Also, my boobs just ain’t as perky as they used to be. Them’s the breaks.

My Aunt Merrie, one of my two namesakes, passed away of a brain aneurysm at the age of 36 while she was painting. I have outlived her by 7 years and I am grateful for that. I never got to meet her, nor my grandma Mary, who died of a heart attack in her early 50’s.

When I look at my 1st birthday photo up above, it makes me nostalgic for days gone by. My childhood was mostly a beautiful time in my life and I would give my entire Beatles record collection to go back for just one more day.

If I wanted to, I could buy myself a chocolate cake and eat the entire fucking thing (and then go into a diabetic coma.)

No, only a little baby with adorable fat folds has that right. Not a middle-aged women with a body that can’t process glucose correctly.

If I could, I’d crawl into that picture and give that baby a big hug. I’d whisper in her ear that life wasn’t always going to be that easy, but that she was strong enough to deal with it. I’d tell her to steer clear of douchebags, not to roast her skin in the sunshine using baby oil and to get better grades in school.

Then I’d grab a handful of that cake and skedaddle out of there, leaving 1975 forever in the dusty passages of memory.

Because no matter how we may wish that we could go back in time, that isn’t how any of this shit works.

Is that all there is?

I’ve noticed that many of my posts lately have been stories from my childhood.

 Nostalgia is comforting. For all who have followed my life for any amount of time knows (thank you), I am a very unhappy me most of the time.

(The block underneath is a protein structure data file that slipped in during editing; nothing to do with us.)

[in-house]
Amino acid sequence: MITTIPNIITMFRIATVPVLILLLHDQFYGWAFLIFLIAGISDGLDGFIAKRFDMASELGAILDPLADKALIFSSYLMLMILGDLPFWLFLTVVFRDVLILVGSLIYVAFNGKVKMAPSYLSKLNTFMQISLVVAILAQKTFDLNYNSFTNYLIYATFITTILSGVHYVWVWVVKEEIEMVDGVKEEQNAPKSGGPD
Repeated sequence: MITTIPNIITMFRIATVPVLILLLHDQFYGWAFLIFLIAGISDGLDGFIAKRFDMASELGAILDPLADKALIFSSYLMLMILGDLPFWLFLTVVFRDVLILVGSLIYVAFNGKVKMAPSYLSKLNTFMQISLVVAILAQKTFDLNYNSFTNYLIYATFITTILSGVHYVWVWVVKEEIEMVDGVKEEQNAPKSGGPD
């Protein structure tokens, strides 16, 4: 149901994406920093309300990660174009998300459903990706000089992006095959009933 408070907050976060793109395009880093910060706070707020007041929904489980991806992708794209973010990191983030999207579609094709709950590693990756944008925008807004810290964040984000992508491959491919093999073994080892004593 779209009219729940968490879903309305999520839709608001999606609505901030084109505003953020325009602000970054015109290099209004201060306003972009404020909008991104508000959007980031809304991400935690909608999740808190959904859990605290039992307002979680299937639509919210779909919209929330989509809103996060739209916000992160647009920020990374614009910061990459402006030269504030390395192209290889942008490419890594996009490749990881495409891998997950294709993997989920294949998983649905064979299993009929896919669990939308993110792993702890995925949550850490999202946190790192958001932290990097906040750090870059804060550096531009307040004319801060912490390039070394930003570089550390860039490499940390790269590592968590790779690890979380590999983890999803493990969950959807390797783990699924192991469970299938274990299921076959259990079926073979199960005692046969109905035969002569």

I try not to dwell on anything negative, or allow myself to give in to the despair, so I just go back in my time machine to a happier place. This is the allure of telling stories, which we all do on our blogs to some extent, I think.

Like cotton, it’s the fabric of our lives.

Aw, here kitty…wait, where did you go?

I don’t feel comfortable talking about my current personal life, mostly due to the fact that family and friends read it. Some things are just not solely mine to share, so I am very careful to do no harm here, to anyone in my flesh and blood life. I have other outlets for those issues.

 All I really know for sure is that I feel like I am missing out on something. I am confused about what comes next, and what decisions to make to ensure a future that is as pleasant as possible. I am not ready to call it quits and sit in my own pool of tears.

I do not want to accept the fact that that’s all there is.

Which actually brings us to another story, but not from childhood.

When I used to work at quite an upscale nursing home as a dietary aide about ten years ago, I had a mini-boom box by my kitchenette. While I served breakfast, I would put on a few of the random, scratched up CD’s that the activity department had provided. I noticed that the residents really enjoyed the music, so I decided to make a few CD’s myself for them.

Many of the songs were hysterically dated, coming from the 40’s and 50’s, but after hearing them over and over again, one in particular caught my interest.  At the time I had no idea exactly what it meant, but with age comes wisdom. (And creaky joints.)